Active duty military members enjoy a number of benefits, particularly when it comes to education. It can be tough to think about life outside of the military when you're on assignment, but it’s important to take advantage of all the educational resources that the government offers when you’re active duty.
We’ve put together this resource to help you get the most out of your military career and to help you get prepared for when it’s time to transition to civilian life.
Choosing a Career
Perhaps you joined the military straight out of high school. While serving your country, you might have found you enjoy certain duties such as exercising or helping those who are injured. When it’s time to consider what you want to pursue after you retire from the military, take into consideration those things you enjoyed. Perhaps you want to be a patient care technician or personal trainer.
Maybe you already went to college and joined the ROTC program to become an officer after graduation. If you decide to pursue the career in which you originally earned your diploma, you still might want to look into continuing your education or taking a few classes to refresh your knowledge and catch up on any changes in the field.
Your military career may be full of changes, but you can prepare yourself with a thorough, diverse background and skillset by using the education resources the military provides. Almost everyone who's interested in joining the military is required to take the Armed Services Vocational Aptitude Battery (ASVAB) test. Higher scores determine the individual's qualification to serve in the U.S. military. Tests are conducted for free at one of 65 Military Entrance Processing Stations (MEPS) across the U.S. and Puerto Rico.
College assistance is vital for service members and prospective service members and it can greatly impact your career choice. Several military members offer partial or full assistance once you've committed to serving for a specific amount of time. This could mean four years on Active Duty followed by four years in the Individual Ready Reserve, where you're not actively serving but could be called back if needed. Almost all service members are eligible for tuition assistance, although specific eligibility varies by branch. For example, active duty members who have been on active duty for at least two years are eligible for the Montgomery GI Bill, while service members who have served at least 90 active duty days since 9/10/2001 are eligible for Post-9/11 GI Bill benefits.
Service members typically have numerous opportunities to further their education before, during, and after military services. Some of the options include the following:
- Reserve Officer Training Corps (ROTC): This college program is available in approximately 1,000 colleges and universities across the country and caters to young adults interested in becoming officers in the military. Different branches offer their own ROTC scholarships. For example, the Army provides qualified students with ROTC scholarships based on an individual's grades and merit rather than financial needs. Both high school and college students are eligible for tuition money and scholarships. Benefits include partial or full college funding along with a guaranteed career after graduation. Senior Military Colleges and Service Academies: Both institutions attract students seeking experience in a military environment during their education. While service academies offer complete four-year scholarships, senior military colleges provide generous financial assistance for eligible students.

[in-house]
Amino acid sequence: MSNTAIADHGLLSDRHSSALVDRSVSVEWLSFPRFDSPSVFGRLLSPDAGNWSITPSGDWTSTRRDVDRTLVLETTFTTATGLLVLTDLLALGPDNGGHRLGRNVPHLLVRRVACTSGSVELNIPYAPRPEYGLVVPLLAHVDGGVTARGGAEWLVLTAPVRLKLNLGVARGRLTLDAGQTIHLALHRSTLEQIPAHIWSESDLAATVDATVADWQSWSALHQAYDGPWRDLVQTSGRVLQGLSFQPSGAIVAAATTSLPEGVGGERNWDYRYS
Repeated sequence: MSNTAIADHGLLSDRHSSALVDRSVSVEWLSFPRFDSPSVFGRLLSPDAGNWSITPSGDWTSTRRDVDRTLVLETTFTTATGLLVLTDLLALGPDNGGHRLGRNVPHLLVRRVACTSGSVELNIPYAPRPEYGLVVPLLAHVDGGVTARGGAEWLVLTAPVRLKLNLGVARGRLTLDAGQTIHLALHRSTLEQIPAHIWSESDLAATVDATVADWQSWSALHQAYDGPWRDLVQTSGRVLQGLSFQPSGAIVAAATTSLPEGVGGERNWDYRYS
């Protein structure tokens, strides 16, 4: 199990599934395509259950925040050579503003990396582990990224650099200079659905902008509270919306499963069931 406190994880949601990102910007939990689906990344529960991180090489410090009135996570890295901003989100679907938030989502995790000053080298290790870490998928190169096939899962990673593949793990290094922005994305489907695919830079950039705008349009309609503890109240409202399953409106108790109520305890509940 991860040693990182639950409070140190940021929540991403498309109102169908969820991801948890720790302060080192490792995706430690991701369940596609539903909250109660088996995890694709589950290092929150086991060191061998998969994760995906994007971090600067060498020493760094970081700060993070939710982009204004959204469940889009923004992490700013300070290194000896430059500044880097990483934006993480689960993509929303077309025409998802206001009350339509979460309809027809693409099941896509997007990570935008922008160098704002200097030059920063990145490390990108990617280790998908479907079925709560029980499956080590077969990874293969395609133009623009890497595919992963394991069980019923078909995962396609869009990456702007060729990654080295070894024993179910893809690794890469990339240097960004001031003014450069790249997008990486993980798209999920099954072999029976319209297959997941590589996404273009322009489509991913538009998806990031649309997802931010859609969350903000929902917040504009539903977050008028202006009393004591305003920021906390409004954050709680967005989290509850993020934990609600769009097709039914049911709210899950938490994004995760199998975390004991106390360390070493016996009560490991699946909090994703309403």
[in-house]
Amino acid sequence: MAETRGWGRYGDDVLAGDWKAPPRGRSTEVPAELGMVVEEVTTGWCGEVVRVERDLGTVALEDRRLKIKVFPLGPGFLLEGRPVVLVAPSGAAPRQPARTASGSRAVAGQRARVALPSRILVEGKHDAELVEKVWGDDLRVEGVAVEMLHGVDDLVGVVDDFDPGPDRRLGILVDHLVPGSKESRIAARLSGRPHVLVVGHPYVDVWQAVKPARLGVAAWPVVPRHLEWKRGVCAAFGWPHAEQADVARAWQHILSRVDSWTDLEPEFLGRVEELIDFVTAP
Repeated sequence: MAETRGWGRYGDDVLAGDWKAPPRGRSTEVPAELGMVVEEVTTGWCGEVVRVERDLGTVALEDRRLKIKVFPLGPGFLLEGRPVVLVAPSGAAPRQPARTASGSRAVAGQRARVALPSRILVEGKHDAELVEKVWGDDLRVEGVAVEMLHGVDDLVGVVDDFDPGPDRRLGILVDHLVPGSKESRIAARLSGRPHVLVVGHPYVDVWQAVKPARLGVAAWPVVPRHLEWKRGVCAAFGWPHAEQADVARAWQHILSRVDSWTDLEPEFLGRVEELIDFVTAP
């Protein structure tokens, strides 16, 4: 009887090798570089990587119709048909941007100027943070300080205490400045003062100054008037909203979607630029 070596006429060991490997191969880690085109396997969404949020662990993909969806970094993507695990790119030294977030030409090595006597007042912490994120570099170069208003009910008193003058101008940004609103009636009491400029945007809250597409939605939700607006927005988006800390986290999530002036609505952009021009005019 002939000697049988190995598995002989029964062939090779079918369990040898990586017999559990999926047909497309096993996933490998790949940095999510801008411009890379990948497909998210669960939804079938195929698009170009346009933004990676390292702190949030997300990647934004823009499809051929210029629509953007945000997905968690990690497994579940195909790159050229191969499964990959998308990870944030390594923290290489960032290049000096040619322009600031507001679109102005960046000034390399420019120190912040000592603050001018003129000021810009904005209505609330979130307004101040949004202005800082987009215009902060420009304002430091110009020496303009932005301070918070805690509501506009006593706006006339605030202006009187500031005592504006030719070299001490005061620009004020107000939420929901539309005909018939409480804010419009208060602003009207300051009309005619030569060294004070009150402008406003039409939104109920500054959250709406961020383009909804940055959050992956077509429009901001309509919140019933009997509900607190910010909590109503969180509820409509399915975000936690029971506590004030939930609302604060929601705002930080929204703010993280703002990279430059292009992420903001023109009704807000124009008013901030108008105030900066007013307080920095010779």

Examples of well-known senior military colleges include The Citadel, located in Charleston, SC, along with Norwich University, Virginia Polytechnic Institute, University of North Georgia, and Texas A&N University. Some of the country's top service academies are the U.S. Naval Academy in Annapolis, Maryland, West Point in West Point, New York, the U.S. Air Force Academy in Colorado Springs, the U.S. Merchant Marine Academy in Kings Point, New York, and the U.S. Coast Guard Academy in New London, Connecticut.
Military Education Benefits
Knowing the benefits available to you as an active military member (or a prospective one) can help you decide on a specific career path. Depending on the branch of military you're involved in, you might have access to numerous education benefits.
It's important to use these education benefits while you qualify to get the most out of your post-duty career. There are several potential tuition assistance programs available for active duty military members. Here’s a closer look at some of the most common and the benefits they typically offer:
- Army. Active army members may be eligible for Army Tuition Assistance, which provides financial assistance for voluntary off-duty education programs that directly support soldiers' personal and professional self-development goals. Almost all soldiers, including officers, warrant officers, and enlisted, are eligible. This also includes active duty military from the Army Reserve and the Army National Guard.
It's important to pay attention to potential restrictions, as qualified participants may only receive full assistance if they adhere to current army policy limits. Although these limits are subject to change, the most current policy restricts assistance to “130 semester hours of undergraduate credit or baccalaureate degree (whichever comes first) and 39 semester hours of graduate credit or masters, whichever comes first.”
- Air Force. The Air Force provides 100 percent tuition assistance to active duty personnel. According to military.com, the program is typically one of the most commonly cited reasons for enlisting and re-enlisting in the Air Force. Aside from providing active duty members with numerous programs to support their voluntary education goals, the program also provides full assistance for any college courses that are taken during off-duty hours.